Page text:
Like many patients with coronary artery disease caused by atherosclerosis, PAD patients frequently have elevated cholesterol levels that contribute to the disease. A low fat diet and other cholesterol-lowering strategies are often part of a treatment plan.

Stop Smoking

There is no doubt that cigarette smoking is a strong risk factor for PAD. On average, smokers are diagnosed with PAD as much as 10 years earlier than non-smokers. Stopping smoking now is the single most important thing you can do to halt the progression of PAD or prevent it in the future.


For many patients, lifestyle changes combined with medication can control the symptoms of PAD. Drugs that lower cholesterol or control high blood pressure may be prescribed. New medications that help prevent blood clots or the build up of plaque in the arteries, or that reduce the pain of PAD, also are appropriate for some patients.

Procedures to Open Blocked Blood Vessels

There are a number of ways that physicians can open blood vessels at the site of blockages and restore normal blood flow. In many cases, these procedures can be performed without surgery using modern, interventional radiology techniques. Interventional radiologists are physicians who use tiny tubes called catheters and other miniaturized tools and X-rays to do these procedures.

Sometimes, open surgery is required to remove blockages from arteries or to bypass the clogged area. These procedures are performed by vascular surgeons.

Interventional Radiology Treatments for PAD

  • Angioplasty — a tiny balloon is placed in the blood vessel at the site of the blockage. It is then inflated to open the blood vessel.
  • Stents — a tiny metal cylinder, or stent, is inserted in the clogged vessel to act like scaffolding and hold it open.
  • Thrombolytic therapy — clot-busting drugs are delivered to the site of blockages caused by blood clots.
  • Stent-grafts — a stent covered with synthetic fabric is inserted into the blood vessels to bypass diseased arteries.
  • Atherectomy – A device is used to cut the plaque and remove it.

Angioplasty - In this procedure, an interventional radiologist inserts a very small balloon attached to a thin tube (catheter) into a blood vessel through a small (1/4 inch) nick in the skin. The catheter is threaded under X-ray guidance to the site of the blocked artery. The balloon is inflated to open the artery.

In some cases, a stent—a tiny cylinder made of metal mesh—is inserted and left behind in the artery to keep it open.

Thrombolytic Therapy. This treatment is used by an interventional radiologist if the blockage in the artery is caused by a blood clot. Thrombolytic drugs—sometimes called "clot busters"—dissolve the clot and restore blood flow. Usually, the drugs are administered through a catheter directly into the clot. These drugs are frequently combined with another treatment, such as angioplasty.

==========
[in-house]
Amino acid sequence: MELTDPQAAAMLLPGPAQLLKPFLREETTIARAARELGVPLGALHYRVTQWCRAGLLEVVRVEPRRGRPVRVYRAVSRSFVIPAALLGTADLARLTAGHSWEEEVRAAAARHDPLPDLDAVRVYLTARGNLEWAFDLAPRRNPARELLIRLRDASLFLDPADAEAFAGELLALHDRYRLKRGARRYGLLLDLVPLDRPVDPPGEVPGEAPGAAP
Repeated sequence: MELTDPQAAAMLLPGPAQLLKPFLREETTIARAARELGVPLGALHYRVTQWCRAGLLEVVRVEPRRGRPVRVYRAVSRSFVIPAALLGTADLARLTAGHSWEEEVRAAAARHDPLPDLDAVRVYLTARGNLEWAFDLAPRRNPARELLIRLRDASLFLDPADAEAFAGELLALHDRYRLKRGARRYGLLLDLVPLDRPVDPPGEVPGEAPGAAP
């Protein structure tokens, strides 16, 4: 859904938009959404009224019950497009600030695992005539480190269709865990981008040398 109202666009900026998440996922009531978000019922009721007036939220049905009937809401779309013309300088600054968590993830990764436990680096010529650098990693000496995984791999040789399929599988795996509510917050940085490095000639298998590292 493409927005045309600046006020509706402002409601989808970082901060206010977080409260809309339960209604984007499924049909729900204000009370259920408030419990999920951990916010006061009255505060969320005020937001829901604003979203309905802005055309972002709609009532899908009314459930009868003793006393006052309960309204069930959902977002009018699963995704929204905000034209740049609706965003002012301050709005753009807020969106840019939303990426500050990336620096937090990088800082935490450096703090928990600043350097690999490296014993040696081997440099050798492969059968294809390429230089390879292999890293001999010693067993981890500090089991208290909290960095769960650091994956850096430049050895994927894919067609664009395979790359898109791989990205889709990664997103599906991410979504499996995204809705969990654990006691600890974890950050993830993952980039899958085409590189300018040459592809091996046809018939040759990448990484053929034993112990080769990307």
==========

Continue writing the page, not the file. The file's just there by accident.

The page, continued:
Surgical Treatments for PAD

Most cases of PAD can be treated with lifestyle changes; medications; non-surgical, interventional radiology procedures; or some combination of these treatments. In some severe cases, however, surgery may be required. Procedures performed by a vascular surgeon include:

Thrombectomy. This procedure is used only when symptoms of PAD develop suddenly as a result of a blood clot. In the technique, a balloon catheter is inserted into the affected artery beyond the clot. The balloon is inflated and pulled back, bringing the clot with it. Thrombectomy usually requires surgery.

Bypass grafts. In this procedure, a vein graft from another part of the body or a graft made from artificial material is used to create a detour around a blocked artery.

How do I know which treatment will be the best for me?

The best treatment for PAD depends on a number of factors, including your overall health, the location of the affected artery, and the size and cause of the blockage or narrowing in the artery. You should discuss all your treatment options with your physician. Some questions to ask:

  • Can my PAD be controlled with lifestyle changes?
  • What medications might be appropriate for me?
  • If a procedure is required, am I a candidate for a less invasive, interventional radiology treatment?
  • What are the risks and benefits of the treatment plan prescribed for me?

Intermittent claudication occurs when oxygen rich blood does not get to the muscles of the hips, thighs, and calves during walking or exercise. Blood vessels that carry blood to the arms, legs, stomach, or kidneys develop fatty deposits called plaque on the inside lining of the artery walls, which restrict blood flow. Chronic disease such as diabetes, high blood pressure, or lifestyle habits such as smoking, being overweight, or lack of exercise can also cause thickening of the artery walls that will restrict blood flow…

Peripheral Arterial Disease (PAD) treatment – Memphis, TN.